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Celebrated poet and playwright James K. Baxter was often found at the Careys’ dinner table. Chris Carey tells Rebecca Fox he is really pleased Dunedin’sGlobe Theatre is taking the opportunity to re-stage one of Baxter’s works, The Devil and Mr Mulcahy.
Seeing the ''Jesus''-looking character of James K. Baxter padding down Dunedin Hospital's hallway in his bare feet carrying fruit must have been a sight, Chris Carey says.
His enduring memory of the celebrated poet and playwright, is of Baxter visiting him in hospital when he was a child after he had his tonsils out.
''Jimmy was quite part of our lives. He always had an interest in us and he'd come see me and say hi.''
Carey is the son of Dunedin's Globe founders, Patric and Rosalie Carey, who attracted many of the artistic community in the 1960s to their home in London St.
So Carey has many memories of growing up alongside artists and writers such as Baxter.
Baxter came to Dunedin as a Burns Fellow in 1966 as a clean-shaven, erudite writer.
''Gradually over time he grew his hair and his beard. He almost became my father's lookalike.''
He became a regular around the Careys' dinner table, with some ''very intense sessions'' held during meal times.
''It was educational, I suppose. The plays came out of those sessions.''
Patric became Baxter's co-conspirator as he evolved from poet to playwright.
Much of those intense discussions centred around Patric's extensive knowledge of Greek theatre and myth.
''Jimmy was able to decipher those conversations and distil them into commentary through the plays he wrote.''
The Globe had a very definite programme of performing Greek plays in the early days.
''Both of my parents, but particularly my father, were really interested in the Greeks, so they were bringing him up to speed.''
Around the table were other artistic notables of the time, such as Ralph Hotere.
''I sat there without much choice, subjected to the myths and philosophy of the Greeks.''
The first book his father gave him to read at age 12 was Plato's The Republic.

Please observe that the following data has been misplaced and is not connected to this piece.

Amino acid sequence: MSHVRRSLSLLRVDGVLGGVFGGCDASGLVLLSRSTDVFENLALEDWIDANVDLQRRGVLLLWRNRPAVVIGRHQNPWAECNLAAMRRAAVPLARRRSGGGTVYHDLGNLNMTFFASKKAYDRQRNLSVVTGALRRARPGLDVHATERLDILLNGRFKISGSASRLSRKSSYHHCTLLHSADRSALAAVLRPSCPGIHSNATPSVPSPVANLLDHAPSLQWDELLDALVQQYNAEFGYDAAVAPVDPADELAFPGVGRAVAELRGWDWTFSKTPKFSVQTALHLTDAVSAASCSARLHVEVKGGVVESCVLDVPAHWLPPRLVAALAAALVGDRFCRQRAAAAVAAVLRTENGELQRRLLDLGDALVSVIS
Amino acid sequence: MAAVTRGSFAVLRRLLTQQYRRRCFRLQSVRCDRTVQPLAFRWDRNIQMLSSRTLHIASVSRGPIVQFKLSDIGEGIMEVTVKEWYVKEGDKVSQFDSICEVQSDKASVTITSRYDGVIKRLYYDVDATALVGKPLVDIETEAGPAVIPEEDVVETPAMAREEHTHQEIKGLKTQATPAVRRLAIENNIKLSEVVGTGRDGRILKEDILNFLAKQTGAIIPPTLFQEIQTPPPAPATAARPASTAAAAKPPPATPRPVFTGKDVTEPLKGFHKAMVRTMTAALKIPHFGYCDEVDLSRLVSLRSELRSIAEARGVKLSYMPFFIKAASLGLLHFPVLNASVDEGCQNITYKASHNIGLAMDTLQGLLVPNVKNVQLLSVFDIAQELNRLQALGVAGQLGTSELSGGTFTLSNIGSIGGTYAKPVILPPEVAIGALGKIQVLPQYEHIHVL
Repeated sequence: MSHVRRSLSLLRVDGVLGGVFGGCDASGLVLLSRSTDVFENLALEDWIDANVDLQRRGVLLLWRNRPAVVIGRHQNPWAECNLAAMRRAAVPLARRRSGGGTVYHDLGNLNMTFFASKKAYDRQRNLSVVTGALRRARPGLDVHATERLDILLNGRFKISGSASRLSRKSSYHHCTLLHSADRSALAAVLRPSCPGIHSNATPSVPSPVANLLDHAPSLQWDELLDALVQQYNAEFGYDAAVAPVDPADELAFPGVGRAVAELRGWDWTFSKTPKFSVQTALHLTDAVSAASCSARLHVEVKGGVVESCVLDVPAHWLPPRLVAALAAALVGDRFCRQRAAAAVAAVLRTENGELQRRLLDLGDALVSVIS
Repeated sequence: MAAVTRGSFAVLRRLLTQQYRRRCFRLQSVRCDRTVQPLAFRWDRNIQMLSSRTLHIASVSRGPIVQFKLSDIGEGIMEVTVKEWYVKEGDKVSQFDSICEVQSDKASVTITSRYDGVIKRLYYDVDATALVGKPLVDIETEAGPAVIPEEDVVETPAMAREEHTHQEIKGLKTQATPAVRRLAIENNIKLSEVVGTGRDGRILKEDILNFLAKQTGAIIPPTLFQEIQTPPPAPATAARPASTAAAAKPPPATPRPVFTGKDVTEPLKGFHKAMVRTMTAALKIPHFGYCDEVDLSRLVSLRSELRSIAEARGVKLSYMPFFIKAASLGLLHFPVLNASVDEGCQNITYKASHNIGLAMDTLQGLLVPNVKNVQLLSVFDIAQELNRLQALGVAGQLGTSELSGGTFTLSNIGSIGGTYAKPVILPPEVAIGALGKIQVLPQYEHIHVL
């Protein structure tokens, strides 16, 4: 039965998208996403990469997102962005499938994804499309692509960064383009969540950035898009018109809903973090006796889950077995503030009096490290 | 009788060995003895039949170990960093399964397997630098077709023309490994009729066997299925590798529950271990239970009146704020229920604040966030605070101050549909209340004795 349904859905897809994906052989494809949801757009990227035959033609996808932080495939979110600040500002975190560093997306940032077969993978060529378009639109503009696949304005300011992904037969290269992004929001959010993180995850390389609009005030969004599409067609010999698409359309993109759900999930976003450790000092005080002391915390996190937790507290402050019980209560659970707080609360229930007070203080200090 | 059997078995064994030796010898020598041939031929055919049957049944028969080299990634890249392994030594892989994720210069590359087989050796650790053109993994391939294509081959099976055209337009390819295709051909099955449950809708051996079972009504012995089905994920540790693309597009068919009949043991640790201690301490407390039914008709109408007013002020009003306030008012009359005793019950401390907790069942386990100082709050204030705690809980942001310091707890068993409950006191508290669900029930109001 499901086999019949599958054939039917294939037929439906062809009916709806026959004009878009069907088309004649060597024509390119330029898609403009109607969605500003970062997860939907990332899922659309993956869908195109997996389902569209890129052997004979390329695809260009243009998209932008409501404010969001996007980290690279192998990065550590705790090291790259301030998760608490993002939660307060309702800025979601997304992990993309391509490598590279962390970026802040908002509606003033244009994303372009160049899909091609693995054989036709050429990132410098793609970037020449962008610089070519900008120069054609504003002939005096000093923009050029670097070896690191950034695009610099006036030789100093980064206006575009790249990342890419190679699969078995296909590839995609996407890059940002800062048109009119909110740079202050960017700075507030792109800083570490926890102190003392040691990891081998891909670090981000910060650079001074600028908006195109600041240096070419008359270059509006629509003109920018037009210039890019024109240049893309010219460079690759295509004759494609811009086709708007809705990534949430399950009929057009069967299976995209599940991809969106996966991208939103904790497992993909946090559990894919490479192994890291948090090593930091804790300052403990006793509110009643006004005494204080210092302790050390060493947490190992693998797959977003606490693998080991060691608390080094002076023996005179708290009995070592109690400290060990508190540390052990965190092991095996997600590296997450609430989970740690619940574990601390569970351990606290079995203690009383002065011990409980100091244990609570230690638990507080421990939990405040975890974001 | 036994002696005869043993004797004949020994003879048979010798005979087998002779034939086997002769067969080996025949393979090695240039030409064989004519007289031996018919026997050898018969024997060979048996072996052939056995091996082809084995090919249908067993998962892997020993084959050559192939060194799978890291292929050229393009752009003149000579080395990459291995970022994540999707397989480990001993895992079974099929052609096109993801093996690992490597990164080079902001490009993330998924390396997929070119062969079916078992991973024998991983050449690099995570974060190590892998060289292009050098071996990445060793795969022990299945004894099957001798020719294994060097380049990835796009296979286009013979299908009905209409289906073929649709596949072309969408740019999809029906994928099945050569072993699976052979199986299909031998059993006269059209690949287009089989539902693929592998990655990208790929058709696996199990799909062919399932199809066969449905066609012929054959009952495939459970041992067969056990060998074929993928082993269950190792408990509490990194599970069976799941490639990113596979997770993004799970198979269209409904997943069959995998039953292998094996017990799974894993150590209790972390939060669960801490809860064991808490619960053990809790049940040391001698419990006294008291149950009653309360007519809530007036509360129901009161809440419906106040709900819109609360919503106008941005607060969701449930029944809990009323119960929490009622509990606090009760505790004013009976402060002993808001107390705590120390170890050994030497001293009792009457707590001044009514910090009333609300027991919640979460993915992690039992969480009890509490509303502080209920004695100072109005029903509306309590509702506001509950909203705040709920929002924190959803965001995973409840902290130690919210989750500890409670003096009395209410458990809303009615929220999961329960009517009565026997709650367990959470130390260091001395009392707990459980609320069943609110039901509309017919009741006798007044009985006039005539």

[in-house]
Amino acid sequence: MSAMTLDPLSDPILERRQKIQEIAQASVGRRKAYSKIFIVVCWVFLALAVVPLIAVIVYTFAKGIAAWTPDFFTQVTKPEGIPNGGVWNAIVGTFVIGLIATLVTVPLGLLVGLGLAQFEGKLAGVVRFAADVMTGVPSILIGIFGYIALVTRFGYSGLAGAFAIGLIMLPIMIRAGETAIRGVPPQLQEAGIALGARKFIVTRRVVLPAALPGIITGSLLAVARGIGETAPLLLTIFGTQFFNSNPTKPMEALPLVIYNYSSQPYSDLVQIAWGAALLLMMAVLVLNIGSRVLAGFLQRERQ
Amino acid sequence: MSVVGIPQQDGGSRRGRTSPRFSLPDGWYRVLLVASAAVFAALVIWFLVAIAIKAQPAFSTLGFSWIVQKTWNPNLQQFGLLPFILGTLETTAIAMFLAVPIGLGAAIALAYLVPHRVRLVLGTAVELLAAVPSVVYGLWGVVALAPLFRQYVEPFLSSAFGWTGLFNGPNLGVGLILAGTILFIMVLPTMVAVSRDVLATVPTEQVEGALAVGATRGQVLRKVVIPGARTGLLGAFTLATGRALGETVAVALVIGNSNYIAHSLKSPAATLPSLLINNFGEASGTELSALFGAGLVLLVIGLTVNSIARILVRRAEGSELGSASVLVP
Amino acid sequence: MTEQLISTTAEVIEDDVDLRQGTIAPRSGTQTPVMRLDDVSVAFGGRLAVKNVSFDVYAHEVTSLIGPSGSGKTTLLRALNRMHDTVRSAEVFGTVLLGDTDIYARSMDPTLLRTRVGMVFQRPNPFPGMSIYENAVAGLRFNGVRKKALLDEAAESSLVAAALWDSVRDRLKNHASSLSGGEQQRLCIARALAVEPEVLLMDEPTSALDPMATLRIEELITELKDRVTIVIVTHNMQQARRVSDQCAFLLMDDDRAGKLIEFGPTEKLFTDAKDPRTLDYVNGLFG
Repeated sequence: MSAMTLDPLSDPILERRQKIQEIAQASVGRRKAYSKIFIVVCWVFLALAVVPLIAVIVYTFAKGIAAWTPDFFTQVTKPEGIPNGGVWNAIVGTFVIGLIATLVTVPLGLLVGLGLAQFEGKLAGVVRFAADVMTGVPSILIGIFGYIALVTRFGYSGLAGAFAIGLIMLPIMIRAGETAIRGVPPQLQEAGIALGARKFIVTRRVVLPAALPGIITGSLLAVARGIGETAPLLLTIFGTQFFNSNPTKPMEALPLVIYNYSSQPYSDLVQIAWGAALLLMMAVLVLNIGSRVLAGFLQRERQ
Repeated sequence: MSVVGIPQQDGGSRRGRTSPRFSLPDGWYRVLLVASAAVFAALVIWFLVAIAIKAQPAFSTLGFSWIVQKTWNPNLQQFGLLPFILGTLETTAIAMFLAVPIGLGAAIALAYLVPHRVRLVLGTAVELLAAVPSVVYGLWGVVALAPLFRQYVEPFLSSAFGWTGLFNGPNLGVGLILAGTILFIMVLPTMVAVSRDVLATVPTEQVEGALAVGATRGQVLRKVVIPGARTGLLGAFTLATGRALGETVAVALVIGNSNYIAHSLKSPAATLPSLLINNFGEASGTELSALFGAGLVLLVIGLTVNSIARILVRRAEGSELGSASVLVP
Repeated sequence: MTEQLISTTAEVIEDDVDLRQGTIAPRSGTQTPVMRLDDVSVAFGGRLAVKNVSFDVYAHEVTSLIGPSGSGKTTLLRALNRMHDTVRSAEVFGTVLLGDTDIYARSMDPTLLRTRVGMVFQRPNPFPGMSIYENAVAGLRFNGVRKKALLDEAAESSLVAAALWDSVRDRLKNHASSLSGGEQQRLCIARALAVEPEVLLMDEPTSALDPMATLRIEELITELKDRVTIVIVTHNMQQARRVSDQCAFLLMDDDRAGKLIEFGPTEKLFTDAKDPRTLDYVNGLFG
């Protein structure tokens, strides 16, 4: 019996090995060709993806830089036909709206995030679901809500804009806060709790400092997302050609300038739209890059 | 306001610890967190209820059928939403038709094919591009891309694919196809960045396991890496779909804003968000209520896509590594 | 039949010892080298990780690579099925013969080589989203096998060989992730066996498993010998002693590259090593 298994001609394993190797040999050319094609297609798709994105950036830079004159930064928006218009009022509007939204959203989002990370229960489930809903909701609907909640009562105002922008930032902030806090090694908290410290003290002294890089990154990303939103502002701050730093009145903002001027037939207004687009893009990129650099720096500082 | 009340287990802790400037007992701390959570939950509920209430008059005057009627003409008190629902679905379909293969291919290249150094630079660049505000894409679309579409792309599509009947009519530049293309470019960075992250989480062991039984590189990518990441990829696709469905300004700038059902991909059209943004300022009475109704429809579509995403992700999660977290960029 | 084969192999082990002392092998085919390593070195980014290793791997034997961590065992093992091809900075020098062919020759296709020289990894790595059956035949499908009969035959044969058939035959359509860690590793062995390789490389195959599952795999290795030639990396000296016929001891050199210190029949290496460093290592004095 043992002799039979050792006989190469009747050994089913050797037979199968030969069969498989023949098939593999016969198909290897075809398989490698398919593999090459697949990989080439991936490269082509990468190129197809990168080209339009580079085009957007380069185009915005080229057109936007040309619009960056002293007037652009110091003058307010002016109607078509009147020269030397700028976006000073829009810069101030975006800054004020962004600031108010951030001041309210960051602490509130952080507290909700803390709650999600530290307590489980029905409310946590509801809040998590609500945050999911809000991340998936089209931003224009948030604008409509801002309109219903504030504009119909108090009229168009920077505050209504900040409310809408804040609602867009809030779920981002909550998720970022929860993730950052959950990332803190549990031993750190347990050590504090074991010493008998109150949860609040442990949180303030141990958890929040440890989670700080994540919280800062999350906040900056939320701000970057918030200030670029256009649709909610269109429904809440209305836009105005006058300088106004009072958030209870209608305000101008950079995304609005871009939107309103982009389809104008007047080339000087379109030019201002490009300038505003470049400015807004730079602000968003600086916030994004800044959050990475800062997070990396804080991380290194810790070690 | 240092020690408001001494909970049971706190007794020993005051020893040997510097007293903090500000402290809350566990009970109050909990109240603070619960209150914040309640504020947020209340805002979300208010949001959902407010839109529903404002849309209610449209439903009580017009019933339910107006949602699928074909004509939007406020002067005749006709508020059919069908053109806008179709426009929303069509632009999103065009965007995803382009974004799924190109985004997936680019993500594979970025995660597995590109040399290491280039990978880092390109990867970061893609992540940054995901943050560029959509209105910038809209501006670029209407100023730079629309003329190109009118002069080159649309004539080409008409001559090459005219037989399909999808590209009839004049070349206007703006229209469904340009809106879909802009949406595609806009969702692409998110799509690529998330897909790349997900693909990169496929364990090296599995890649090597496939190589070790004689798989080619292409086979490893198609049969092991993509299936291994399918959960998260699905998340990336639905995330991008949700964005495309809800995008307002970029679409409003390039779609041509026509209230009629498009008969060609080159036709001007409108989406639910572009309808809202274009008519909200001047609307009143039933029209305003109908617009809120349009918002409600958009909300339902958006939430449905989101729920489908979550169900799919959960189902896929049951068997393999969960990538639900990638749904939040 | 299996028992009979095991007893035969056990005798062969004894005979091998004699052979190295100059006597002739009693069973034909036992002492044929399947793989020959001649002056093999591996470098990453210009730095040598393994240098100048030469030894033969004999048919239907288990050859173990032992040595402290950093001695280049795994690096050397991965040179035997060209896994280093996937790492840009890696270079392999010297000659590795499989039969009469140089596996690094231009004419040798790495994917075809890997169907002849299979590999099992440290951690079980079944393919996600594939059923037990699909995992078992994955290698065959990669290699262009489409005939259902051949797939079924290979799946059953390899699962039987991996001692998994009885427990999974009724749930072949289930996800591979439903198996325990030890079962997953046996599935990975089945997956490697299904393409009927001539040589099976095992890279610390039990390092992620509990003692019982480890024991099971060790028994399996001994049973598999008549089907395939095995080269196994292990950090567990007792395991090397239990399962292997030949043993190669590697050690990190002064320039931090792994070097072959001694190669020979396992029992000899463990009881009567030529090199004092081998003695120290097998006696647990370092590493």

''Not the most exciting read. It was thrown into the trash can by my teacher.''
He also has vague memories of Baxter appearing as a walk-on character in one of his father's Greek plays.
''He wasn't very good as I remember.''
However, he does remember Baxter throwing stones up to his second-floor bedroom to wake him up so he could tell his father he had finished writing some of his first plays.
''There he was in his pyjamas and slippers with a script rolled up in his hand.
''I'll never forget telling my father Jimmy was there but ... for my father Baxter was of no consequence at 7 in the morning. I was told to tell him to go away.''
Both his father and Baxter were very interested in New Zealand society and culture at the time, with their works reflecting that.
''Jimmy was a little more poetic; my father was straight up.''
They worked together on the plays to come up with a final draft.
''For contemporary New Zealand plays they were pretty radical.''
Baxter started to develop a following which Patric was pretty cynical about and often called on Carey to distract the entourage so the pair could go somewhere and talk uninterrupted.
Having had such first-hand knowledge of Baxter, whom he saw back then as a kindly uncle figure, he is pleased The Globe is re-staging Baxter's play The Devil and Mr Mulcahy.
''I'm really pleased they recognised this opportunity.''
Globe spokesman Keith Scott said it was decided to stage the play because of Baxter's close connection with the theatre in the 1960s.
''It's a nod to his legacy, to Patric and Baxter's friendship.''
The Careys first staged the piece in 1969 and it has been performed twice since then, the last time in 1991.
The play is set in 1960s rural New Zealand and based on a true-life court case involving a family's decent into chaos.
''He took this story of an apparent normal family with close loving relationships, yet underneath it all chaos was going on - and there was a religious sect involved.''
The play was seen to be ground-breaking work back then, ''quite shocking'' for many.
''It appealed to the protest generation, but the ''fur coat'' brigade did not like it.''
The Devil and Mr Mulcahy is being directed by Paul Ellicot and is part of The Globe's winter series.